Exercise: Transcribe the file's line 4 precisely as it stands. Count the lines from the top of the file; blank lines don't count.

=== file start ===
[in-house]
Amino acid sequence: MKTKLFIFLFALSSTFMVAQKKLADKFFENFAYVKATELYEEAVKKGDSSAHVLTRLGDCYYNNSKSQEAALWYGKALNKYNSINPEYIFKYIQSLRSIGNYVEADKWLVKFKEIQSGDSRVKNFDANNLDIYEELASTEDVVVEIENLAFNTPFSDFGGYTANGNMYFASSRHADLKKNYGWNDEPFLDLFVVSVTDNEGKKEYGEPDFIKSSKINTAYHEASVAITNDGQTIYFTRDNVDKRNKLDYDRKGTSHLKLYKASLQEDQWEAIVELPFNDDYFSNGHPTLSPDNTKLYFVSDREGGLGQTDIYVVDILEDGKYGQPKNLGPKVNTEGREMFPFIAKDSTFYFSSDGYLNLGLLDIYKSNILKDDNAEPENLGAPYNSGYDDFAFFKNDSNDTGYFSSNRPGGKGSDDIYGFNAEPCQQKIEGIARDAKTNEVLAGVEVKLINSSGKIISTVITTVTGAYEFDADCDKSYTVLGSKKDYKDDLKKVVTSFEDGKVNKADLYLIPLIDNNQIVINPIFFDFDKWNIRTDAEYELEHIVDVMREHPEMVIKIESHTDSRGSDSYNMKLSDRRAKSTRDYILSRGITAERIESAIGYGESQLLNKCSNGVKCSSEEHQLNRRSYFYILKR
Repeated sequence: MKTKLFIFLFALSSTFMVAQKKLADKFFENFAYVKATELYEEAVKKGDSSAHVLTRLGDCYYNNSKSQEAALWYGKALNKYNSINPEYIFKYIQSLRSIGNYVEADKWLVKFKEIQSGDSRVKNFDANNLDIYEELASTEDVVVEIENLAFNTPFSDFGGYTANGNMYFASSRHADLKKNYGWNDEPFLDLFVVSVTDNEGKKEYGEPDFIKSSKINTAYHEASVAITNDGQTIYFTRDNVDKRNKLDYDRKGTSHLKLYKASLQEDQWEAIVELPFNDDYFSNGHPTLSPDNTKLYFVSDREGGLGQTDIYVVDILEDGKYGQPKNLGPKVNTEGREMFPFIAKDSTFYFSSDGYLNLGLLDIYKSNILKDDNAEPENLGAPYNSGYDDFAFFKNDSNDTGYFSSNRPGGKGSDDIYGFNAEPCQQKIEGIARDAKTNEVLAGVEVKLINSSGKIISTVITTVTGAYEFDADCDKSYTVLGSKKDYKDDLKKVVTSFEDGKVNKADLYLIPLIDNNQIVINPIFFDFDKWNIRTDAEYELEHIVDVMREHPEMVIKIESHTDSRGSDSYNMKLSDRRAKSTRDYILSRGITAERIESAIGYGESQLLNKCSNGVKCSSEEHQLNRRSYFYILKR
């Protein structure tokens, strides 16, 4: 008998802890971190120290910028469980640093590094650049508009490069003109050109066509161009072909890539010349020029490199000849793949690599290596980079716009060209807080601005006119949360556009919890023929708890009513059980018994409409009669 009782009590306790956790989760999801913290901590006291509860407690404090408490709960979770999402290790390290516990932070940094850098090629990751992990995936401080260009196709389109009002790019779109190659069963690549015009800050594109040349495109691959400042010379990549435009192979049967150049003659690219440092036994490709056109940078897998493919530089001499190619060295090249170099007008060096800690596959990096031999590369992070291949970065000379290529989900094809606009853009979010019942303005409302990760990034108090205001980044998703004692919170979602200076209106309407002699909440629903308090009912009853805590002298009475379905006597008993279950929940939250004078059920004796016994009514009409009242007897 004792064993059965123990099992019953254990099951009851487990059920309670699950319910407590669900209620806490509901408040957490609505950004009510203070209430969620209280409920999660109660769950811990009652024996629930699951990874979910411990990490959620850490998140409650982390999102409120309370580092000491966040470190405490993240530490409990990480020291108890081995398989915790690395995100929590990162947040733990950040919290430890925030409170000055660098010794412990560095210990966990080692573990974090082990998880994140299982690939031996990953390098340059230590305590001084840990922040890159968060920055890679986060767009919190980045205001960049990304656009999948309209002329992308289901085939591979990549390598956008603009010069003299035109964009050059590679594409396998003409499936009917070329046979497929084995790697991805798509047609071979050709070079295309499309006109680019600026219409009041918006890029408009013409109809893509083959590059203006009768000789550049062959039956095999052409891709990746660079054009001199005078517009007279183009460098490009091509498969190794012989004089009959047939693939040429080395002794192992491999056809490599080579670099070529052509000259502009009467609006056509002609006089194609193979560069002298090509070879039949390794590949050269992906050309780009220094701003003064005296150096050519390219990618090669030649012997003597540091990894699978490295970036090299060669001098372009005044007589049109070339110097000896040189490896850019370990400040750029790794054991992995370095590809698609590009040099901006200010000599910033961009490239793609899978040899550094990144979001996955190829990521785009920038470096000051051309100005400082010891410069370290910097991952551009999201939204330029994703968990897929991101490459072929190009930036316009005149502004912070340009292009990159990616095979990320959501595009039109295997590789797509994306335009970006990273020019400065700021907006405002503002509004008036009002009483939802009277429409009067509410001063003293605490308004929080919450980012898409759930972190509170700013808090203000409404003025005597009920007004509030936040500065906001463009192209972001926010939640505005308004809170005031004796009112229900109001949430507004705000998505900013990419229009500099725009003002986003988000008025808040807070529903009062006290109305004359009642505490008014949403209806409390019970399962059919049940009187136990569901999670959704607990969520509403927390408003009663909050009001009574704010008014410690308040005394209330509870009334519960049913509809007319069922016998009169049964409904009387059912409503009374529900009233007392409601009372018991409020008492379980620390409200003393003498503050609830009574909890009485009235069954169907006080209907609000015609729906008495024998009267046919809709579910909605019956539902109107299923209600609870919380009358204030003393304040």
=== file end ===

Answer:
């Protein structure tokens, strides 16, 4: 008998802890971190120290910028469980640093590094650049508009490069003109050109066509161009072909890539010349020029490199000849793949690599290596980079716009060209807080601005006119949360556009919890023929708890009513059980018994409409009669 009782009590306790956790989760999801913290901590006291509860407690404090408490709960979770999402290790390290516990932070940094850098090629990751992990995936401080260009196709389109009002790019779109190659069963690549015009800050594109040349495109691959400042010379990549435009192979049967150049003659690219440092036994490709056109940078897998493919530089001499190619060295090249170099007008060096800690596959990096031999590369992070291949970065000379290529989900094809606009853009979010019942303005409302990760990034108090205001980044998703004692919170979602200076209106309407002699909440629903308090009912009853805590002298009475379905006597008993279950929940939250004078059920004796016994009514009409009242007897 004792064993059965123990099992019953254990099951009851487990059920309670699950319910407590669900209620806490509901408040957490609505950004009510203070209430969620209280409920999660109660769950811990009652024996629930699951990874979910411990990490959620850490998140409650982390999102409120309370580092000491966040470190405490993240530490409990990480020291108890081995398989915790690395995100929590990162947040733990950040919290430890925030409170000055660098010794412990560095210990966990080692573990974090082990998880994140299982690939031996990953390098340059230590305590001084840990922040890159968060920055890679986060767009919190980045205001960049990304656009999948309209002329992308289901085939591979990549390598956008603009010069003299035109964009050059590679594409396998003409499936009917070329046979497929084995790697991805798509047609071979050709070079295309499309006109680019600026219409009041918006890029408009013409109809893509083959590059203006009768000789550049062959039956095999052409891709990746660079054009001199005078517009007279183009460098490009091509498969190794012989004089009959047939693939040429080395002794192992491999056809490599080579670099070529052509000259502009009467609006056509002609006089194609193979560069002298090509070879039949390794590949050269992906050309780009220094701003003064005296150096050519390219990618090669030649012997003597540091990894699978490295970036090299060669001098372009005044007589049109070339110097000896040189490896850019370990400040750029790794054991992995370095590809698609590009040099901006200010000599910033961009490239793609899978040899550094990144979001996955190829990521785009920038470096000051051309100005400082010891410069370290910097991952551009999201939204330029994703968990897929991101490459072929190009930036316009005149502004912070340009292009990159990616095979990320959501595009039109295997590789797509994306335009970006990273020019400065700021907006405002503002509004008036009002009483939802009277429409009067509410001063003293605490308004929080919450980012898409759930972190509170700013808090203000409404003025005597009920007004509030936040500065906001463009192209972001926010939640505005308004809170005031004796009112229900109001949430507004705000998505900013990419229009500099725009003002986003988000008025808040807070529903009062006290109305004359009642505490008014949403209806409390019970399962059919049940009187136990569901999670959704607990969520509403927390408003009663909050009001009574704010008014410690308040005394209330509870009334519960049913509809007319069922016998009169049964409904009387059912409503009374529900009233007392409601009372018991409020008492379980620390409200003393003498503050609830009574909890009485009235069954169907006080209907609000015609729906008495024998009267046919809709579910909605019956539902109107299923209600609870919380009358204030003393304040």